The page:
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Christopher Lightfoot wrote at April 16, 2012 1:35 AM

Another convert! Hurah! I'd been throwing Adobe a rope for a long time waiting for AS3 and the Flash platform (or rather their compiler/framework) to just be able to output native binaries for whatever platform and year after year they constantly failed to deliver. I'd been watching HaXe for a while but waiting for that point I could safely switch without too much of a headache.

Anyway; I eventually did it about a month ago; I love the workflow for creating iOS games and the ability to press a different button and get the native mac version, or the native windows version, or a html5 version! It's perfect. It's still a little rough around the edges but from the progress and support and the community around it (it's all open source - so if you find a bug, you can fix it, report it and it gets fixed! I've already fixed a bug, raised it and it was fixed within the day!) I can see it only getting better and better with time.

The biggest initial hurdle for me were the initial language changes and variants over as3; However it didn't take long to realise they're actually more useful than their counterparts; 'for' loops were initially irritating but now I can't see why we've been doing it the old way for so long :-D.

My biggest gripe however so far is the Class template system; In other languages I'd expect the template to be almost a huge macro allowing you to call functions on the "type" you're templating or even create objects of that type within it (example; a map template that initialises it's own map) however HaXe has a big whinge and moan about the type not being specified or available; There are work arounds but I guess at least HaXe has templates :-D.

Overall impressed with HaXe and NME; can't wait to see how it develops.


Unknown wrote at April 16, 2012 7:04 PM

Nice to see you adopting haXe. I've been watching it for a while myself. It seems well-suited to browser-based games development in particular. Not much else compiles to Flash.

Have you tried the Java (or C#) backends? I thought they were dead but it seems they are recently alpha and in the haXe mainline.

I had hopes that NekoML would gain popularity but the non-C style syntax must be a barrier to some.


Amit wrote at April 19, 2012 3:04 PM

lightfoot256: Getting used to Haxe after AS3 didn't take long for me (although I have yet to try macros or generics) but every once in a while I run into a situation where the more general for loop would be nicer. :)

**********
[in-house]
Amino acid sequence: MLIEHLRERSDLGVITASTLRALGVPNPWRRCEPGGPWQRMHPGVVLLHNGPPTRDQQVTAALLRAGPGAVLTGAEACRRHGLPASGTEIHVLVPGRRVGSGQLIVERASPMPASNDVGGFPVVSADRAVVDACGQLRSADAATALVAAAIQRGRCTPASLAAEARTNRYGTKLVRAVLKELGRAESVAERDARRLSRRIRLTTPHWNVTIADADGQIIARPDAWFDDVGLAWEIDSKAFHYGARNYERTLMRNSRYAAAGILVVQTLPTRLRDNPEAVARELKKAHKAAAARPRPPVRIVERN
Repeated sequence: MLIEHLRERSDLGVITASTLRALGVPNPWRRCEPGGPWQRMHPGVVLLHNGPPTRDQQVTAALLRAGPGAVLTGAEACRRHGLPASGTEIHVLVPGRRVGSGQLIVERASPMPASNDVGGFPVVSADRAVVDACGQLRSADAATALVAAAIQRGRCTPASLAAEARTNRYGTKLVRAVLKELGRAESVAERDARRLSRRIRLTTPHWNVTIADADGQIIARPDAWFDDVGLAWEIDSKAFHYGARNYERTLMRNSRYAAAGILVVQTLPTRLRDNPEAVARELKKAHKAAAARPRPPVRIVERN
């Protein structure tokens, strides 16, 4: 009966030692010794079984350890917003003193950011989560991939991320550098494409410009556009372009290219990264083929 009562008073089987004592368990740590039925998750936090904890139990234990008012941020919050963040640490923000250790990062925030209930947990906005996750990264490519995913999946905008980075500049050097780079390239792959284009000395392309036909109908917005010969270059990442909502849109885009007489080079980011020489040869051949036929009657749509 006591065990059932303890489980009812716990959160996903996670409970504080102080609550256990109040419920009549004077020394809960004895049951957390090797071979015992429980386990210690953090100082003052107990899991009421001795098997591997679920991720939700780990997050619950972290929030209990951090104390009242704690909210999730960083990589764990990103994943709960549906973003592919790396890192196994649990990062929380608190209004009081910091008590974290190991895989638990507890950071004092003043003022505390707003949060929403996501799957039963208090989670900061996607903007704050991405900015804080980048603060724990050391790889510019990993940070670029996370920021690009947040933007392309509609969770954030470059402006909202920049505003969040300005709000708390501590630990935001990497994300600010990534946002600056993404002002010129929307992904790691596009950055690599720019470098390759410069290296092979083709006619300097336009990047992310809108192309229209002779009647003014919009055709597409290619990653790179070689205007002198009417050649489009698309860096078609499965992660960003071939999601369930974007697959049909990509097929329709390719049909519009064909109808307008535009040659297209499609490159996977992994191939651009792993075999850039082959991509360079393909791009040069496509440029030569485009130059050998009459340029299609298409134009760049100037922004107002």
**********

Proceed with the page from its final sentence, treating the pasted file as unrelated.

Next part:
I'm not quite sure what you mean by the limitations of class template parameters, as I haven't used them yet. Have you tried using constraints on those parameters to tell the compiler what they'll include? If you don't include the parameters the compiler has to assume there's nothing you can rely on.

NME looks promising. Right now I'm writing Stage3D so I haven't done much with NME, but I'll take a look at it for a future project.

Steven: Yes, it does seem nice for casual/browser/mobile games. I haven't tried the Java or C# backends. I don't have much use for those languages at the moment. I thought they were dead too, as the tweet announcing them was two years ago, but they seem to be alive again.

I didn't know about NekoML. Interesting. I don't have any use for Neko at the moment but I'll keep it in mind.

Christopher Lightfoot wrote at April 20, 2012 1:26 AM
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Christopher Lightfoot wrote at April 20, 2012 1:26 AM

The problem I had was a 2D Map template that you initialised with a tile class; I wanted the map to be able to create instances of the tiles and assign them to the map array but HaXe wouldn't let me create instances of the tile type as it didn't know how to call the constructor of the tile class.

The constrains on the template seem to only work for initialising an instance of the template itself; they don't seem to aid the compiler (as I'd assume they would) in determine what methods are available on the class they're templating (i.e. the tile class).

The workaround was to provide an overridable method on the map class that created "instances" of tiles; and then subclass the template with a map class for each tile type; so for example:

class TileMap extends Map<Tile> {
private function createInstance() : Tile {

Also love Mixins too; very useful :-D. Not tried macros yet either but they look fun; maybe I could write a better template system using macros...

Christopher Lightfoot wrote at April 20, 2012 7:48 AM